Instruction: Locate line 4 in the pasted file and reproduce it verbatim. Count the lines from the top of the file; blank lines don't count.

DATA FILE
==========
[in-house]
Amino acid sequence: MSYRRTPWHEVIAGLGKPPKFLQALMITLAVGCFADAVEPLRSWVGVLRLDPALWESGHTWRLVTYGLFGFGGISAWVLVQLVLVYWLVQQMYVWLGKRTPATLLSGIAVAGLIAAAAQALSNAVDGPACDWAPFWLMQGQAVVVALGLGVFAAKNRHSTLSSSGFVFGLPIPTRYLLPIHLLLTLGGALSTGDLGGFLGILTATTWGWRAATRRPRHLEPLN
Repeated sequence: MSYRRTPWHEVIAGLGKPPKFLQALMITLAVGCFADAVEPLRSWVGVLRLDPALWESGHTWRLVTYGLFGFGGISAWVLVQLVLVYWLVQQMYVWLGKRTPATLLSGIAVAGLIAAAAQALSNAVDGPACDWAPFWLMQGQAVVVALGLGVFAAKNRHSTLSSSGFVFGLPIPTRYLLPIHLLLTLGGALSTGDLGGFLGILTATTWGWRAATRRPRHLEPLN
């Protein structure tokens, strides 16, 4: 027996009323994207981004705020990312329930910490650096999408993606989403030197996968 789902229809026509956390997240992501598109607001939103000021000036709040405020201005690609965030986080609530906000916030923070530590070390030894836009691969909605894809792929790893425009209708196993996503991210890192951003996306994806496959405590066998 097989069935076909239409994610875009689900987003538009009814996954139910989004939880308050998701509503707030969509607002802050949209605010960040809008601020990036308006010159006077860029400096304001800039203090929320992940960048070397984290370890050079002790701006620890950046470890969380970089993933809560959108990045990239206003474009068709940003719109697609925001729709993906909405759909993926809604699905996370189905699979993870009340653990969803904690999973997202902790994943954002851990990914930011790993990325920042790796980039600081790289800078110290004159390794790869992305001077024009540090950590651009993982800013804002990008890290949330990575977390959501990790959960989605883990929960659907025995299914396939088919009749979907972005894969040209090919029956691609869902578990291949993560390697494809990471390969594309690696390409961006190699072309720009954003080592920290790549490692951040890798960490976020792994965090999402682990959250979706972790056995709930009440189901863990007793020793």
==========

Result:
């Protein structure tokens, strides 16, 4: 027996009323994207981004705020990312329930910490650096999408993606989403030197996968 789902229809026509956390997240992501598109607001939103000021000036709040405020201005690609965030986080609530906000916030923070530590070390030894836009691969909605894809792929790893425009209708196993996503991210890192951003996306994806496959405590066998 097989069935076909239409994610875009689900987003538009009814996954139910989004939880308050998701509503707030969509607002802050949209605010960040809008601020990036308006010159006077860029400096304001800039203090929320992940960048070397984290370890050079002790701006620890950046470890969380970089993933809560959108990045990239206003474009068709940003719109697609925001729709993906909405759909993926809604699905996370189905699979993870009340653990969803904690999973997202902790994943954002851990990914930011790993990325920042790796980039600081790289800078110290004159390794790869992305001077024009540090950590651009993982800013804002990008890290949330990575977390959501990790959960989605883990929960659907025995299914396939088919009749979907972005894969040209090919029956691609869902578990291949993560390697494809990471390969594309690696390409961006190699072309720009954003080592920290790549490692951040890798960490976020792994965090999402682990959250979706972790056995709930009440189901863990007793020793």